A woman stops to look at Ukrainian flags placed in memory of those killed during the war, near Maidan Square in central Kyiv (Daniel Cole/AP)
22 January 2023

Ukraine’s tragic week shows there is no safe place in war

22 January 2023

A particularly tragic week in Ukraine has been a stark reminder for many in the country that not many places are safe from violence in the war against Russia.

A barrage of Russian missiles struck an apartment building in the south-eastern city of Dnipro last Saturday, and the death toll from that attack rose steadily in the days that followed. At least 45 civilians were killed, including six children.

Then on Wednesday, a government helicopter carrying the interior minister and other officials crashed into a building housing a children’s nursery in a suburb of Kyiv. That killed 14, including a child on the ground.

Brovary resident Olga Prenzilevich told how she is “still in shock”, as she cleaned up the debris next to a cordoned-off mound of charred vehicles and misshapen wreckage where the helicopter fell.

The 62-year-old said she will never shake the memory of seeing the government helicopter tumbling through the fog and crashing into the nursery building. Or the frantic dash afterwards to save the children.

Nearby, Oksana Yuriy, 33, watches investigators photograph the scene to try to piece together how the crash happened.

“I thought this was a safe place,” she said. “Now I understand there is no such thing.”

This is the hard lesson Ukrainians have had to learn in a week of mourning at least 59 people killed in places that many considered safe.

Since February, they have seen lives lost from missile strikes and battlefield combat, and civilians dying in schools, theatres, hospitals and apartment buildings. They have suffered irretrievable losses: a loved one, a place to call home, and for some, any hope for the future.

But this past week seemed to have a special cruelty to it.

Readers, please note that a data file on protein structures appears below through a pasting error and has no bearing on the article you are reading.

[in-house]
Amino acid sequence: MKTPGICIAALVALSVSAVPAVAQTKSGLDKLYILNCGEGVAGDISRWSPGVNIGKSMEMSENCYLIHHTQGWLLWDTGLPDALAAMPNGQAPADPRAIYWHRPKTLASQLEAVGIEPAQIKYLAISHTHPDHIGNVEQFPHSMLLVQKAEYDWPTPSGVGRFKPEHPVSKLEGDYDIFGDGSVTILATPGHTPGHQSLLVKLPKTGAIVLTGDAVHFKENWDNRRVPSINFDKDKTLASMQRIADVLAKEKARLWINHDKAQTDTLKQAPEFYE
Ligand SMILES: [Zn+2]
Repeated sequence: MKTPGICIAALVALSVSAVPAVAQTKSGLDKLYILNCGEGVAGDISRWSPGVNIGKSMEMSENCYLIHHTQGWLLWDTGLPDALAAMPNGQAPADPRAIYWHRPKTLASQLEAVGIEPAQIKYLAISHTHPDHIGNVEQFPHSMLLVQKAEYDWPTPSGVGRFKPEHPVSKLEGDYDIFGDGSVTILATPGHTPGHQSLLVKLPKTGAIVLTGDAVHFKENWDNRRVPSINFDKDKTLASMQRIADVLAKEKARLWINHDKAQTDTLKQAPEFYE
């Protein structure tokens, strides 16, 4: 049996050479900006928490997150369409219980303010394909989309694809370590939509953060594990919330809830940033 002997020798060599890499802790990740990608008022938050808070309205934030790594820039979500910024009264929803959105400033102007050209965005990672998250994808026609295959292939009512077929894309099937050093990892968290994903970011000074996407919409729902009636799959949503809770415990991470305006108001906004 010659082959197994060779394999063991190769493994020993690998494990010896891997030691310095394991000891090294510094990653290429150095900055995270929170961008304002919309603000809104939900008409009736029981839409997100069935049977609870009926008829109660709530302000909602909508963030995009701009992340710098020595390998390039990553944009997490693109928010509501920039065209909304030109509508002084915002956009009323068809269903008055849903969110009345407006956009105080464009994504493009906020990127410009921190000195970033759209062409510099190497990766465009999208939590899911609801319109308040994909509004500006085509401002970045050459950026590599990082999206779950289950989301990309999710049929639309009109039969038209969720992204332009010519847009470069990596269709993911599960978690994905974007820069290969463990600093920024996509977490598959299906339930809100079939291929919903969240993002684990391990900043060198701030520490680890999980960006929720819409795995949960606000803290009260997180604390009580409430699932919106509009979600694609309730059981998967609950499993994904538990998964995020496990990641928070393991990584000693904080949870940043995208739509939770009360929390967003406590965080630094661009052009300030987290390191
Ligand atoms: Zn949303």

The missile strike on Dnipro was the deadliest on civilians since the spring – in an area once considered safe for many who fled front-line areas farther east.

Then came Wednesday’s helicopter crash. Interior minister Denys Monastyrskyi, other members of his ministry and the aircraft’s crew were killed. One child on the ground also died and 25 people were injured, including 11 children.

Mr Monastyrskyi, 42, had been travelling to the front line when the Super Puma helicopter went down in the fog, although no official cause has yet been determined.

Flowers have piled up at the fence outside the nursery. A 73-year-old woman hung a plastic bag full of aloe vera plants after reading that they might help heal burn victims.

But not all the mourning was in Brovary or Dnipro.

At a cemetery in the town of Bucha, near the capital, Oleksy Zavadskyi was laid to rest after falling in battle in Bakhmut, where fighting has been intense for months.

His fiancee, Anya Korostenstka, dropped soil on his coffin after it was lowered into the grave. Then she collapsed in tears.

“The courage of our military and the motivations of the Ukrainian people is not enough,” President Volodymyr Zelensky said in a news conference on Thursday at the Mariinskyi Palace in Kyiv.

He had appeared a day earlier in a video link to the World Economic Forum in Davos, Switzerland, where he asked his high-powered audience to stand silently to honour those killed in the helicopter crash.

His wife, Olena Zelenska, who had travelled to the conference to muster support for Ukraine in person, dabbed tears from her eyes as she learned of the crash.

At an event on Thursday at Kyiv’s lavish Fairmont Hotel, US Ambassador Bridget Brink told attendees that some of the embassy’s staff had died in fighting on the front.

“I know a lot of Ukrainians inside and outside the government are hurting right now,” she said, urging her audience of diplomats, businessmen and journalists not to lose faith.

“If you’re looking at it day to day, it’s almost too hard,” she said. “In the bigger sweep of things, it’s a different story.”

In Dnipro too, survivors of the missile strike are not ready to give up.

Olha Botvinova, 40, celebrated in hospital with birthday balloons and cards. It was not her actual birthday, she said, but she believes she was born a second time by merely surviving.

“We plan to keep living,” she added.

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